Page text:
Saturday, March 15, 2008

Anniston Star examines on-air-broadcasting mess

Professor Eric Klinenberg's Fighting for Air: The Battle to Control America's Media is pictured to the left. It's on my Amazon Wish List now yet before reading the following John Fleming series in The Anniston Star I wasn't aware of the work. Mr. Fleming has, starting in early March, covered Compressed Air: Straining to hear democracy through the static. He then shared Compressed Air: What's on TV? Next came Compressed Air: Local radio news a dying art and I couldn't help but think of Eagle 102.3 WELR that I grew up with. The conservatism of the Vice family now owning that outlet and her sister stations surely gets airing. Mr. Fleming's finale was Compressed Air: When local media isn't there for the public.

I surely hope readers realize the consequences of policy decisions such as the FEC and Clinton administration made back in 1996. That Northeast Alabama has had it better than much of the nation is hardly comforting. Consolidation has been a boon for the Big Mules but as usual the consequences flow down to the little people. The public owns the airways and the media outlets at best rent them. By the way, the Bu$hCo FCC with General Powell's boy Michael Powell and now Kevin Marks in charge has been an even bigger disaster yet I'm not here to make excuses for the Clinton years.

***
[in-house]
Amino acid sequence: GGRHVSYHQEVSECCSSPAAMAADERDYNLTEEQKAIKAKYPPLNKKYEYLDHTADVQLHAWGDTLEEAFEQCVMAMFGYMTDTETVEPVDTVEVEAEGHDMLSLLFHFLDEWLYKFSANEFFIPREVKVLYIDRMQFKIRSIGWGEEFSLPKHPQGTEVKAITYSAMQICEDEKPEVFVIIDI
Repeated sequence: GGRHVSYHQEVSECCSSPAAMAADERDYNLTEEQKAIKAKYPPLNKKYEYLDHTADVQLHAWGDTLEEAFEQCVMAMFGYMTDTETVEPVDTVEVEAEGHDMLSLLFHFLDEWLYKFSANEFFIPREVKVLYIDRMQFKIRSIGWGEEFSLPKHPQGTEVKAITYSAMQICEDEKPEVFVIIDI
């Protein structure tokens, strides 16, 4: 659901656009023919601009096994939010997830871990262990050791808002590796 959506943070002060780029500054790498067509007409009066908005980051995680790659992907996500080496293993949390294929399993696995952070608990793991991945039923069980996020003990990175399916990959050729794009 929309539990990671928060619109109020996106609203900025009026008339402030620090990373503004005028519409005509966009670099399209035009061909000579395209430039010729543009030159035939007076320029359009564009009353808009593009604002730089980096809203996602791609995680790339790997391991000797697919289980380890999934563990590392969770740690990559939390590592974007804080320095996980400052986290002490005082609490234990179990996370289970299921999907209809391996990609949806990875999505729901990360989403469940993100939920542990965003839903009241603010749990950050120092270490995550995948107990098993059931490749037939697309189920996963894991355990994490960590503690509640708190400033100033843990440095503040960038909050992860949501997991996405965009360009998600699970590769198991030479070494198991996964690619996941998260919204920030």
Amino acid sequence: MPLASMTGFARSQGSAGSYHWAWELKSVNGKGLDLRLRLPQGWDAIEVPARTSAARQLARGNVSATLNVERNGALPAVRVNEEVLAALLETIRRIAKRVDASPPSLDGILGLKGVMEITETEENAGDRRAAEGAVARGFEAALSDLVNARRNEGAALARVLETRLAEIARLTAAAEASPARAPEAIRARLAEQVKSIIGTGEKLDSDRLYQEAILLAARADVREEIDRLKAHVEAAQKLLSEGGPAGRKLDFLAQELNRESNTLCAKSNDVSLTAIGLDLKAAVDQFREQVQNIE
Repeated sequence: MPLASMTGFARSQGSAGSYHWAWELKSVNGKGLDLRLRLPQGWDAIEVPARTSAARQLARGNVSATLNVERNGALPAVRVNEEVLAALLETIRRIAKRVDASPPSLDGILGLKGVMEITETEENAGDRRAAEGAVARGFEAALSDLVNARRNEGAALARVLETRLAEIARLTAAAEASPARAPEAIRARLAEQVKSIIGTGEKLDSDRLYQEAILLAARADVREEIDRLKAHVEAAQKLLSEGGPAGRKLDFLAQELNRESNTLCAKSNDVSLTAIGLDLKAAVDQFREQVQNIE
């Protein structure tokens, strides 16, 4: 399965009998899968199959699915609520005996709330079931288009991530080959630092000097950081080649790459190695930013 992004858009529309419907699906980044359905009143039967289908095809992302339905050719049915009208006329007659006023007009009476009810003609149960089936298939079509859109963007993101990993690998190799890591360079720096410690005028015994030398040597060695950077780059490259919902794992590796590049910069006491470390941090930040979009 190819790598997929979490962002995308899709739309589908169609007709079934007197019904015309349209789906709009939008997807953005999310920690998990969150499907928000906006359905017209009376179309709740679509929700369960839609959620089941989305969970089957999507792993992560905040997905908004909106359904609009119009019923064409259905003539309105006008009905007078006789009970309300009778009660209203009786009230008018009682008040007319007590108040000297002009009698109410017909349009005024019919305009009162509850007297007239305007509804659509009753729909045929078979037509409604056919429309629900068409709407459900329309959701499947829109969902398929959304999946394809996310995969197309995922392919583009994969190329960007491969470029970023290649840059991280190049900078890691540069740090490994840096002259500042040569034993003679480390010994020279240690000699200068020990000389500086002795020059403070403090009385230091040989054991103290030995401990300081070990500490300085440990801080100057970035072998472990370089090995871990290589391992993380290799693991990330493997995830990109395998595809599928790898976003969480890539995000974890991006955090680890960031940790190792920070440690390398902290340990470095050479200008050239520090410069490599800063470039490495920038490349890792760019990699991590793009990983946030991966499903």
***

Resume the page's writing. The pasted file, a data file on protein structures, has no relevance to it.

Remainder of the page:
Mr. Fleming wrote:

... The Telecommunications Act of 1996 rewrote the media ownership rules, triggering industry consolidation just as cable TV and the Internet were shaking up the old rules.

Free-marketers won a major battle in their decades-long conflict, persuading Washington to dismantle regulations created to watch out for the public good and tamp down consolidation of broadcasting outlets lest the marketplace of ideas shrink down to a few outlets.

The Telecommunications Act of 1996 poses a threat to media's essential role in democracy, according to critics. ...

Amen as to the critics! Let's Stop Big Media! It is long past time that broadcasters and other media using our airways acted at least with some concern for the public interest. Something like the Fairness Doctrine ought to be made the law of the land perhaps as at least a partial solution yet the laws and regulations that allow for crazy levels of consolidation must be rolled back. If we want to restore a thriving "marketplace of ideas" then I think Progressives better get to work immediately. John Gunn

No comments: